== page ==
Britain’s Chris Froome has denied a report that he is looking to negotiate a short ban rather than fight to prove his innocence after returning an adverse analytical finding for the asthma drug salbutamol during last year’s La Vuelta a Espana.
Froome, who won that race, has not automatically tested positive, but must provide a satisfactory explanation for having twice the permitted level of the substance in a urine test, or the Team Sky rider could face a lengthy ban and would lose his Vuelta title and the bronze he took in the time-trial at the world championships in September.
The four-time Tour de France winner – whose last win in that race came last July – could argue his case by taking a series of laboratory tests to try to recreate the conditions under which he returned the adverse finding, and prove that it could have happened even if he did not take more than the permitted dose of the drug.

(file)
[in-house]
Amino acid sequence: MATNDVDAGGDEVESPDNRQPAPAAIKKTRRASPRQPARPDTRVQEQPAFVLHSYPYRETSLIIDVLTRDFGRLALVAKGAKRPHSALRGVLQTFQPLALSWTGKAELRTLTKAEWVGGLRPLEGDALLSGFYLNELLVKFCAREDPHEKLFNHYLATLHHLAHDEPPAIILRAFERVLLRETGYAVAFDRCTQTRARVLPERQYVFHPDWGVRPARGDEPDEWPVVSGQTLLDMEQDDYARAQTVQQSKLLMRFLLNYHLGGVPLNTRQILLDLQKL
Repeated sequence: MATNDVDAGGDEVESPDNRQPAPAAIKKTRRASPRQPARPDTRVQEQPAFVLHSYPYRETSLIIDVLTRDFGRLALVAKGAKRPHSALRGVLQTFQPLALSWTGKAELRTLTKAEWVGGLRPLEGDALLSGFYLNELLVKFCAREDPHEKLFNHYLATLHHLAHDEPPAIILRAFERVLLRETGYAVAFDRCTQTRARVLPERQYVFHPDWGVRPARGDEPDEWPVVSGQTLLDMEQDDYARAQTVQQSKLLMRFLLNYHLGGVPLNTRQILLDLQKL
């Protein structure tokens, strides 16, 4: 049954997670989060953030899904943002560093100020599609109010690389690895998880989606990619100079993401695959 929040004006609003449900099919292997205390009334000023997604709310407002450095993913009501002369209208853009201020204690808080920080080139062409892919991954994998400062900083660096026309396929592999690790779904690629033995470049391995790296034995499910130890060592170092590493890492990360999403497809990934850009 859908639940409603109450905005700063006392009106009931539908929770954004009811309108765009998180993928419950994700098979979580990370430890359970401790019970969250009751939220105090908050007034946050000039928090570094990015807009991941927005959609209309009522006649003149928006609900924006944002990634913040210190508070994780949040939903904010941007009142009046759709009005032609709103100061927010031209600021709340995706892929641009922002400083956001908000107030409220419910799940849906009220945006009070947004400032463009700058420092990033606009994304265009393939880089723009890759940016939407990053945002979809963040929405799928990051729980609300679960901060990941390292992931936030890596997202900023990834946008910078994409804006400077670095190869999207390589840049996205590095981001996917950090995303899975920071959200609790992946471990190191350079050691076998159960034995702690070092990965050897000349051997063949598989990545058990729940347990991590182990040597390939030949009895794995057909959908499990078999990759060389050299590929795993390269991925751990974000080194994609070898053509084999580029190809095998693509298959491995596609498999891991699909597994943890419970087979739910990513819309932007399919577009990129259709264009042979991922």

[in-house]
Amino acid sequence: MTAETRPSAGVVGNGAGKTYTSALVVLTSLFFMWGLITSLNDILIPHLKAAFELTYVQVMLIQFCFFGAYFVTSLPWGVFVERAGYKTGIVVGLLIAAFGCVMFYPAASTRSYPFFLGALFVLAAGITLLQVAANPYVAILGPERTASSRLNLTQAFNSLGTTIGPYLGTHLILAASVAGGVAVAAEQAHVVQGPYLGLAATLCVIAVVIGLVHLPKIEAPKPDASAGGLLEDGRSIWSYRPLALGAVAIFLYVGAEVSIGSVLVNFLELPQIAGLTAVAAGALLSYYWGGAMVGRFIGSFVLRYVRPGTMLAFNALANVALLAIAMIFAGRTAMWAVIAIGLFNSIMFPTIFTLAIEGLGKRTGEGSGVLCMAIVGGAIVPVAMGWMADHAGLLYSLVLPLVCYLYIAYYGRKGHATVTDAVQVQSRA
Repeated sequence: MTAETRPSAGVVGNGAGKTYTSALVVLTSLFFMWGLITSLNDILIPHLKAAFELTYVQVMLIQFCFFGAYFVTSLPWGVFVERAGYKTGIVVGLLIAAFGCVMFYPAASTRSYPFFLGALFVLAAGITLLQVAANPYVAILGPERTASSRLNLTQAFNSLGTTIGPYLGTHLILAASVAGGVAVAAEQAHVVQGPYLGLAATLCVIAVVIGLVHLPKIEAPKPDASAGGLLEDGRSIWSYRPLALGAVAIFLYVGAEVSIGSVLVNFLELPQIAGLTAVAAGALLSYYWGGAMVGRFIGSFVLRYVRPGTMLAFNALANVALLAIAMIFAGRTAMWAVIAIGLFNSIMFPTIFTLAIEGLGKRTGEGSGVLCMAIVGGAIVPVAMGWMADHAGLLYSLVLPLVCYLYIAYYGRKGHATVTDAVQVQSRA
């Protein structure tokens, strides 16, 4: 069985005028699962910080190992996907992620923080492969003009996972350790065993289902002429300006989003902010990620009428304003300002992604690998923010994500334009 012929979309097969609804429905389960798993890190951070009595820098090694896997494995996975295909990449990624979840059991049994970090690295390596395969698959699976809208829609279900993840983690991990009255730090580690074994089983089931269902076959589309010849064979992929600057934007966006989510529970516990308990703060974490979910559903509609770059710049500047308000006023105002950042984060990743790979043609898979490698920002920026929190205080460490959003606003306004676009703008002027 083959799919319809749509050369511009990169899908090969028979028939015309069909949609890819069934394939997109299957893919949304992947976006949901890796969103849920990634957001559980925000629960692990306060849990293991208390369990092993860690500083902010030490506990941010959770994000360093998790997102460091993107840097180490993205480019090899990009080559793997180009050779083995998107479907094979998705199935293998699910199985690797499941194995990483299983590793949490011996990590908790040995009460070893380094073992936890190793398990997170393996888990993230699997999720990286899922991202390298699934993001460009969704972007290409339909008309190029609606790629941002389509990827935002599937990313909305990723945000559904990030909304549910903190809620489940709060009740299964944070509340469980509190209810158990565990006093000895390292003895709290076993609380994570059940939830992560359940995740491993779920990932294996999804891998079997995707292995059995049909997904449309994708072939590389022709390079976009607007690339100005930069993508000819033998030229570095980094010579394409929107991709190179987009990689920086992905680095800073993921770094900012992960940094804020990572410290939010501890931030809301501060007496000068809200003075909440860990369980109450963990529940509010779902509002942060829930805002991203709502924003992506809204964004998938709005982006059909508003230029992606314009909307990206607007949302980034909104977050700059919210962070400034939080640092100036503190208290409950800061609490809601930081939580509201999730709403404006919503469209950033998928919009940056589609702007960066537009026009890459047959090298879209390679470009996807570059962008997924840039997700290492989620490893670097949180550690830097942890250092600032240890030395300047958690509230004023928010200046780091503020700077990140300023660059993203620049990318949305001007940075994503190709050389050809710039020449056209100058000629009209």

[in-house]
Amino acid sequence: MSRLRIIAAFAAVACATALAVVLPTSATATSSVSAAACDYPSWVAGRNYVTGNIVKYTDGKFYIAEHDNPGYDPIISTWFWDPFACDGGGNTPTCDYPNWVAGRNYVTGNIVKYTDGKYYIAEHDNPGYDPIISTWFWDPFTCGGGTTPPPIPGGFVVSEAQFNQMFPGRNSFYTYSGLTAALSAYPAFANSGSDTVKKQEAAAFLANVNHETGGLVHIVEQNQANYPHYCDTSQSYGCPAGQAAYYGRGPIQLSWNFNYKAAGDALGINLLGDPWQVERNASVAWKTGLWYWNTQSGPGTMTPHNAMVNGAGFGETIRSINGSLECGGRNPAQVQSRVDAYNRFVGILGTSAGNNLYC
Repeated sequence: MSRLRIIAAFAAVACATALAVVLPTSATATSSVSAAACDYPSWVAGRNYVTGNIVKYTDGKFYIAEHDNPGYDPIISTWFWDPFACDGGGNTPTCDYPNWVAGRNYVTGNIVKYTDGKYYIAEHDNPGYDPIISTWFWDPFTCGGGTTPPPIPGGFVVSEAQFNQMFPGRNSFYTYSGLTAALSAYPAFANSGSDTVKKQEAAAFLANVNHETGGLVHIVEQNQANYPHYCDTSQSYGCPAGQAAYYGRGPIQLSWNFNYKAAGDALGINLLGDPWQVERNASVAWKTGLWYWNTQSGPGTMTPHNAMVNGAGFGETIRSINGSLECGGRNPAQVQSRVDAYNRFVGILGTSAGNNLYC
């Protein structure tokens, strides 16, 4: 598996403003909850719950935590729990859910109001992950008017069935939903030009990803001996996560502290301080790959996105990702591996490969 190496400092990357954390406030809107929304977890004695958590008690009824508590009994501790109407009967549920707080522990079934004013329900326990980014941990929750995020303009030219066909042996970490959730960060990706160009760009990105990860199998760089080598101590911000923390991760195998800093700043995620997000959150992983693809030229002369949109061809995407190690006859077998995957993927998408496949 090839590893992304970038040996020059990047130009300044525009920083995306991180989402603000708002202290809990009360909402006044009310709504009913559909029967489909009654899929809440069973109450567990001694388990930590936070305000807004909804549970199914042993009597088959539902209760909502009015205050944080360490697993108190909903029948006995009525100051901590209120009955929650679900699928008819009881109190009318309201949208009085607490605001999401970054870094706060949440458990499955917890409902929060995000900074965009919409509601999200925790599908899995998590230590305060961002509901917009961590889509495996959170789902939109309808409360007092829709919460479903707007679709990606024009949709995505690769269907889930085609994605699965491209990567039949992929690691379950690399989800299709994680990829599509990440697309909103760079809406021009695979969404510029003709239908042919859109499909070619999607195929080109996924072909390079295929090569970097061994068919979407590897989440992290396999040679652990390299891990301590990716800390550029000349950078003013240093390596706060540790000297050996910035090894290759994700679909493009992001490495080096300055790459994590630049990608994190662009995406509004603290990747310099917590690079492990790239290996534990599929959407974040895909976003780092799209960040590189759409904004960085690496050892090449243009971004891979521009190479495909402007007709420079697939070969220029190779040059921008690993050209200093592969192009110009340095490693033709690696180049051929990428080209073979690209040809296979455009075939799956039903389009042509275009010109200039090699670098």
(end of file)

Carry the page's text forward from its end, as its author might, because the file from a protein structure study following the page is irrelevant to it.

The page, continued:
A report in Italian newspaper Corriere Della Sera late yesterday claimed Froome, 32, was ready to admit negligence in the case, and that his wife Michelle had hired a mediator as the rider looked to negotiate a shorter ban with the UCI.
The report said Froome would accept a ban that would allow him to race this year’s Giro d’Italia and Tour de France as planned – rather than risk taking the tests but failing to prove his case, which would expose him to a much longer suspension.
However, in a tweet yesterday morning, Froome wrote: “I have seen the report in Corriere della Serra this morning – it’s completely untrue.”
It is understood Froome and his team are still examining the variables that may have caused the adverse result. Froome remains adamant he did not exceed the dosage.
That process could be a lengthy one, however, and as Froome has not been suspended either by the UCI or his team, concerns have been raised by rival riders about the prospect of Froome racing this season while still under the threat of a future ban.
Froome has been training in South Africa, and posted the details of a huge ride on social media under the header ‘Empty the Tank’. He covered a distance of 271.6km – longer than any race on the calendar bar Milan-San Remo – in a little over six hours.